Cap era free agency is a minefield
With the salary cap, one bad mega-contract signing can poison a team's payroll
Daniel Briere's injuries and eight-year, $52 million deal make him untradeable
Teams rarely know what kind of person and teammate they are signing long-term
In yet another chapter of the be-careful-what-you-wish-for saga, we present the July 1 opening of the NHL free agency period.
Okay, we'll thumb through the chapter and skip to the denouement: The post-lockout history suggests that if you win the free agency battle, you lose.
Tonight if you make NHL general managers drink a pint of truth serum (and then gave them a two-four chaser of Labatt Blue), almost all would admit that they would love to have a cost-effective way to weasel out of the mega free-agent deals they trumpeted as franchise-changers as soon as the contracts were consummated during the past three summers. In golf, this is known as a mulligan. In hockey, it can be known as a clear-out-your-office.
Honestly, don't you think GM Paul Holmgren winces every time his Flyers cut a check to center-turned-albatross Daniel Brière, who signed for eight years and $52 million in 2007? (Montreal GM Bob Gainey must be the happiest man on the face of the earth, even if he doesn't look it, knowing that Brière spurned the team in his home province.)
The Islanders desperately wanted winger Ryan Smyth to turn from a rental into a long-term lease after they made a deadline deal to spirit him out of Edmonton in 2007, but they don't regret his five-year, $31.25 million contract with Colorado that looks ever more horribly bloated with each passing year.
In short, there have been more busts in recent free agency than there are in some wings of the Louvre.
Not that the two Sedins (Daniel and Henrik), the two Marians (Hossa and Gaborik), the two Mikes (Cammalleri and Komisarek), Martin Havlat, Jay Bouwmeester and fellow UFA friends are not appealing pieces of merchandise. They will cost money, not a player off the roster. If a team has sufficient cap space and is prepared to live with a declining cap number in 2010-11, it is as difficult to resist the siren call of these worthies' agents as it was to ignore the Lorelei's.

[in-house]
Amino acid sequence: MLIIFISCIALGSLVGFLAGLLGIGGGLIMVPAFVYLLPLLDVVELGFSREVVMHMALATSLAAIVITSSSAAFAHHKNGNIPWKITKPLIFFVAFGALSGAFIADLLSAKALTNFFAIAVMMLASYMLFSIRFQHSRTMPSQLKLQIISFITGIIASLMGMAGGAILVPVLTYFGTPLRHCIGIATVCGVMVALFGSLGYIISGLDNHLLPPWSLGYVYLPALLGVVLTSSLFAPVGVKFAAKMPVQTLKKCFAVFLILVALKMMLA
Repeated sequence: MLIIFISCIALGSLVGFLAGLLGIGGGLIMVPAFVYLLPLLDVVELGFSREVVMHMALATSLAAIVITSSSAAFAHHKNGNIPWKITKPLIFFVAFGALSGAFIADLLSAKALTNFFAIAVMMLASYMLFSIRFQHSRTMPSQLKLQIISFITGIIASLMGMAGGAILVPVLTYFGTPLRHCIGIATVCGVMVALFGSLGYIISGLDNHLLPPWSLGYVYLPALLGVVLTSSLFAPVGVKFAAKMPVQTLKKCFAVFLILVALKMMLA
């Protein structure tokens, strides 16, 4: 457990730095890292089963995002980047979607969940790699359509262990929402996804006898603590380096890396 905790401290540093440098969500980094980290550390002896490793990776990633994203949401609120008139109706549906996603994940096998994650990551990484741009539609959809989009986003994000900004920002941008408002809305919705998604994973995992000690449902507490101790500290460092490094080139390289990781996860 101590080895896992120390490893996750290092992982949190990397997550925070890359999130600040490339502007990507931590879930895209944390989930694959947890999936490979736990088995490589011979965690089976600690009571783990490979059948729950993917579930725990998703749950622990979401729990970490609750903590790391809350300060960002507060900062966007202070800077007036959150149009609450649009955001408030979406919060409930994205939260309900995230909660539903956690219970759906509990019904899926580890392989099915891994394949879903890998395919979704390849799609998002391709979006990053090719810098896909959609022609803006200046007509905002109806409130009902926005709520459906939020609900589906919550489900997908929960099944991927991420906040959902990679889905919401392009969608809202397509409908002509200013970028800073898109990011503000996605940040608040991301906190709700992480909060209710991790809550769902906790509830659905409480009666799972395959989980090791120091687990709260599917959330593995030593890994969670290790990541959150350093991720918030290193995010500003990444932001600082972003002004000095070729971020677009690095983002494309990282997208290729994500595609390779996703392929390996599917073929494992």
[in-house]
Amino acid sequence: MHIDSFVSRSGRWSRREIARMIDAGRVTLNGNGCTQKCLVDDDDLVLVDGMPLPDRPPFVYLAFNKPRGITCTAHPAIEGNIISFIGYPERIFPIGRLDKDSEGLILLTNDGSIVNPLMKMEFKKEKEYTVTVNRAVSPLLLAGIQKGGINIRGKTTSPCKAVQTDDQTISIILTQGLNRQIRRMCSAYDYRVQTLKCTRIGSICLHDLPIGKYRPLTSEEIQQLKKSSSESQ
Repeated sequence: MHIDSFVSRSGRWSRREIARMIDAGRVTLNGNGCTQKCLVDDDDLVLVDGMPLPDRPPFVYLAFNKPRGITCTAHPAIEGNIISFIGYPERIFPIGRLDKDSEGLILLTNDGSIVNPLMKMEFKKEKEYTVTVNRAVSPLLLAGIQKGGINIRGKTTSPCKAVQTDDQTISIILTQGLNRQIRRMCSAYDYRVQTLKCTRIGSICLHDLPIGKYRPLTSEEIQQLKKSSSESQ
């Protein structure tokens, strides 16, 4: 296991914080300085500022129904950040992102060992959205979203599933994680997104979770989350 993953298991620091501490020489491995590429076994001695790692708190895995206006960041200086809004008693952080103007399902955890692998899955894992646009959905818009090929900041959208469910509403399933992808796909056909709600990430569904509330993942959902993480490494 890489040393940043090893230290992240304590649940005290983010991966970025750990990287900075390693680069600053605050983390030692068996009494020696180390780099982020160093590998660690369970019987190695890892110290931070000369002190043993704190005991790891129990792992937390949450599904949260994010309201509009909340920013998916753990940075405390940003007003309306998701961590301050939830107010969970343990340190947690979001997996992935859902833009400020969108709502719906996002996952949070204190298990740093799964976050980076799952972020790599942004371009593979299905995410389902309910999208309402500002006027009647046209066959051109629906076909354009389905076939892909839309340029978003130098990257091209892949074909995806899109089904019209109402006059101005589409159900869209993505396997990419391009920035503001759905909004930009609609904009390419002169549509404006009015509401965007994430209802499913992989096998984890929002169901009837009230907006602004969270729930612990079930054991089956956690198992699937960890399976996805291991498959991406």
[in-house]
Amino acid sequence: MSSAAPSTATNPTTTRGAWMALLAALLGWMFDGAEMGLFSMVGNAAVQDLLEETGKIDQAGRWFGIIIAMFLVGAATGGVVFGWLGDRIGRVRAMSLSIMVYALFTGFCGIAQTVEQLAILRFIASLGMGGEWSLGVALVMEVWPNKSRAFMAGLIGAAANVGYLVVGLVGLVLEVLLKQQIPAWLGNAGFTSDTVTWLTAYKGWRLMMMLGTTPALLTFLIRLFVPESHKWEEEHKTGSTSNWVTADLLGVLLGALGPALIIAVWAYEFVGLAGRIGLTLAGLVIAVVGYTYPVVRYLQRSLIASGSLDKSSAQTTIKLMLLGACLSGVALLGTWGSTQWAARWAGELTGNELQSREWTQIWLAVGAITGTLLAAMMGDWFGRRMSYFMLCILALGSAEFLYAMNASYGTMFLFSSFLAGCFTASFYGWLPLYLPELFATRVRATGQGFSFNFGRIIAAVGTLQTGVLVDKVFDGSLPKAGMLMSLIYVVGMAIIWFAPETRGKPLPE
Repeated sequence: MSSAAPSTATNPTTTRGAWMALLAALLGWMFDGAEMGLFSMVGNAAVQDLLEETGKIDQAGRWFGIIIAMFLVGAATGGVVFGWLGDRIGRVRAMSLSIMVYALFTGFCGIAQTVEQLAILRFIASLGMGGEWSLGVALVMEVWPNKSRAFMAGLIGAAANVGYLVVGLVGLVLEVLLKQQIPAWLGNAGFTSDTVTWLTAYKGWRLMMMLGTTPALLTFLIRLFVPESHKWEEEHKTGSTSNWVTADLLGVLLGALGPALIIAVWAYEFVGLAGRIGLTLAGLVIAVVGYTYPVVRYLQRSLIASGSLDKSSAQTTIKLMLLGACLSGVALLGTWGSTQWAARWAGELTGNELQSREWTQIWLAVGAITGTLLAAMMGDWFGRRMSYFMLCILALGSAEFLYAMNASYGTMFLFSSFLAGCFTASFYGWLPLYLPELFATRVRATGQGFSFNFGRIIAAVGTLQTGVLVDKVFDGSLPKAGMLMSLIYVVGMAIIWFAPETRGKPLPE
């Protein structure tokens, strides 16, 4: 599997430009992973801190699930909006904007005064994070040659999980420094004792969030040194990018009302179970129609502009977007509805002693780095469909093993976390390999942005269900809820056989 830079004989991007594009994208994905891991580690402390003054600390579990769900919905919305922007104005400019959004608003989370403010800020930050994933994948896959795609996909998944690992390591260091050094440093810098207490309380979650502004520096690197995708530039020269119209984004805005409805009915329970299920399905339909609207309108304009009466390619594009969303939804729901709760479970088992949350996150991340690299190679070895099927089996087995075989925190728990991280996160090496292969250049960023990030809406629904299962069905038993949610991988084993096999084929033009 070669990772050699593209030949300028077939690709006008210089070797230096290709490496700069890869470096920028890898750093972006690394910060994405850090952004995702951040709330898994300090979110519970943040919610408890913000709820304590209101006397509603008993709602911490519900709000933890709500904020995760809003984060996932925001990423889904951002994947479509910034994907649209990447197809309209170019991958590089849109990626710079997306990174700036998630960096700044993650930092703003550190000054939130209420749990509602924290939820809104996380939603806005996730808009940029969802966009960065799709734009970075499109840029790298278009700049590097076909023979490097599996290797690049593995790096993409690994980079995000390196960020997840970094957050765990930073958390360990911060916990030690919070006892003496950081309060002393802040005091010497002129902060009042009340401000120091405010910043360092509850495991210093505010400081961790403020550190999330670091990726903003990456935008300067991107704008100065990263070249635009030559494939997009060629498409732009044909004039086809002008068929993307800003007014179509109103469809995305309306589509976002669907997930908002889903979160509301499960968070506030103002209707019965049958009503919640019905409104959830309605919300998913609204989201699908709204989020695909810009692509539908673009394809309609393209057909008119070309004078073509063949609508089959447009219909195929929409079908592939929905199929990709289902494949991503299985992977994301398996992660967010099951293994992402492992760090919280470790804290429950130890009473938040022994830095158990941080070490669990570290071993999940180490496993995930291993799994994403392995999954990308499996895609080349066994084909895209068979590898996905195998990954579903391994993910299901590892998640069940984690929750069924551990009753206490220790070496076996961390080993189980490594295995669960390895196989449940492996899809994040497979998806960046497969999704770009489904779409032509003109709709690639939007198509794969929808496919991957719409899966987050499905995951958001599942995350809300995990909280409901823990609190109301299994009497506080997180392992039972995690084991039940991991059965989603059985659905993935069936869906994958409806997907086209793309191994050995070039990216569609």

Just like the Rhine sailors who were seduced to their doom by the hypnotic songs of nymphs who combed her golden hair while signing -- we have reached the confluence of the NHL and Heinrich Heine's 19th century poem -- it is certain that a few GMs are going to, metaphorically at least, run their boats into the rocks with a free agent.
Maple Leafs GM Brian Burke has stated often and eloquently that he and his colleagues make more mistakes at the trading deadline than any time of year, but a corollary to Burke's Law posits that in a salary-cap world, where one toxic long-term deal can poison a franchise, the most egregious errors are likely to arise from what is sometimes called "free agent frenzy."
There are two primary reasons why the start of the free-agency period, however promising, is parlous.
As Red Wings assistant GM Jim Nill says, one of the traps of signing a UFA off another roster is that you really don't know what you're getting. Sure, your scouts know the on-ice player, but they probably have scant insight into him as a person and teammate. As Marge Schott once stated, to general ridicule, all scouts do are watch games. In her own befuddled way, the late owner of the Cincinnati Reds was on to something.